Wednesday, July 3, 2013
The 150th Anniversaries of Vicksburg and Gettysburg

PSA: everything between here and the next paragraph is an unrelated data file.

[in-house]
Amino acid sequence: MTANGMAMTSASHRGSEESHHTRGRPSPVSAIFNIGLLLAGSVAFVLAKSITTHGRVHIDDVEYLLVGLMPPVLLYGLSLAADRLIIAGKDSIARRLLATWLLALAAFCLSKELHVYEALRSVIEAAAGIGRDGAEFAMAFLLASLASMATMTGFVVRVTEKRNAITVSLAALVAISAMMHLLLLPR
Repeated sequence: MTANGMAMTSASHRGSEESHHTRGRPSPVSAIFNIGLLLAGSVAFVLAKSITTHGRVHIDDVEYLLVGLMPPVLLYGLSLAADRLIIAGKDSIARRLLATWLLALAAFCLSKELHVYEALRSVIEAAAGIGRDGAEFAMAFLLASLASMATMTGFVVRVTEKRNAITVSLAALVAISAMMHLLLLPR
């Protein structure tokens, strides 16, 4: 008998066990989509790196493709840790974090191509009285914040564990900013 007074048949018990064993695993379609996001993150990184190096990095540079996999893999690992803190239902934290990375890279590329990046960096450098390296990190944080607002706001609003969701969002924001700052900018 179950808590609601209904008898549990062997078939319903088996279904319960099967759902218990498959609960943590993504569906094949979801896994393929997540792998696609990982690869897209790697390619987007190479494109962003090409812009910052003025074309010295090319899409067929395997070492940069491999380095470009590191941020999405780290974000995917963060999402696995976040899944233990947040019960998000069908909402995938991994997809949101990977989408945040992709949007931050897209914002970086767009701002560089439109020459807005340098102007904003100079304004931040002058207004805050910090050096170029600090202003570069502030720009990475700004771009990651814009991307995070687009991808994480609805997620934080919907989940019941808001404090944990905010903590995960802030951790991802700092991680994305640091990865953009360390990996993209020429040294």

Tomorrow we celebrate July 4 as Independence Day. Today July 3, though, we commemorate the 150th anniversaries of the battles of Vicksburg and Gettysburg. Visitors have overrun Gettysburg the past week. We are all familiar with the battle of Gettysburg, where for three days the Union Army of the Potomac slugged it out with the Confederate Army of Northern Virginia, ked by the fabled General Robert E. Lee. President Lincoln delivered a short address on November 17, 1863. The main speech was a masterful two hour oration delivered by Edward Everett. Yet, the self-taught Lincoln bested the former President of Harvard, as many of us have memorized at one time Lincoln’s immortal Gettysburg Address and its immortal lines: “Government of the people, by the people, for the people, shall not perish from the earth.” General Meade, who had only been appointed three days earlier as Commander of the Army of the Potomac, was the victor. He had bested Lee, who continuously defeated a host of Union generals. The battle was decisive. No longer could the South pose a physical threat to the North. Lee was condemned to waging a defensive war of attrition to save Richmond, the capital of the South. General Lee’s army started the campaign with 72,000 soldiers. The Confederates suffered 28,000 casualties at Gettysburg. 1/3 of Lee’s general officers were killed, wounded, or captured at Gettysburg. Lee’s army was spent as an offensive force. Pickett’s Charge of 12,500 soldiers, the high mark of the Confederacy, was as effective as the Charge of the Light Brigade in the Crimea. The South was destined to lose a war of attrition. It lacked both the manpower and resources of the North. Had General Lee won at Gettysburg, he would have been in a position to capture Philadelphia, Baltimore or Washington from a dispirited Union Army. A broken North might have capitulated. Instead, Lincoln and the Union were saved. The celebration and glorification of Gettysburg overshadow the fall of Vicksburg after a siege from May 18 to July 4, 1863. The formal surrender was on the 4th of July, but the Confederates agreed to surrender on July 3. One of the earliest strategic decisions of President Lincoln in prosecuting the war was to split the South in half by seizing control of the Mississippi River. The Mississippi was the interstate highway of the nation in 1860. It was the spinal column of America. The campaign began when General Grant and the Army of the Tennessee captured Fort Henry on the Tennessee River and Fort Donaldson on the Cumberland in February 1862. These were the first major victories of a Union general in the Civil War. Major battles at Shiloh, Corinth, and Memphis followed as Grant out-maneuvered the Southern generals as he proceeded south down the Mississippi. The Navy captured New Orleans and Union forces moved north. The last Confederate bastion on the Mississippi was Vicksburg, Mississippi, which sits above the bluffs of the river. It was labeled the “Gibraltar of the Confederacy.” Vicksburg had natural geographic defensive advantages. Grant tried two bloody frontal attacks on May 17 and 20. They were easily repelled by the Confederates. General Grant then proceeded to envelope Vicksburg and subjected it to a formal siege. The Confederates ran out of food and munitions. They had no choice but to surrender. General Pemberton surrendered the garrison of 29,495 soldiers to the Union Army. The defeat doomed the South. Communications between the two halves were effectively cut. No longer could the South transport materials and shift soldiers from the west to aid its armies in the east. Between the naval blockade of its ports and the loss of Vicksburg, the South was confined to a steadily shrinking land mass, whereas the North could now ship its resources from the Midwest down the Mississippi into open commerce. Just as significantly, President Grant found the two generals who could match General Lee and other Confederate generals in leadership and ability: Ulysses S. Grant and William Tecumseh Sherman. The eastern generals, McDowell, McClellan, Burnside, Hooker and even Meade were found wanting. Even General Meade had failed to follow up the Gettysburg victory by pursuing the fleeing, broken Army of Northern Virginia. Someone once complained to President Lincoln that Grant was an alcoholic. The President is reported to have responded: "Find out what General Grant drinks, and I will send a case to all my generals." Finally, the North had the winning general in Grant. General Grant was moved east in charge of all the Union forces. General Meade technically remained in command of the Army of the Potomac, but General Grant made the decisions until General Lee surrendered at Appomattox Court House. Gettysburg limited the South. Vicksburg doomed it. Let us not forget Vicksburg as we celebrate the greatness of Gettysburg.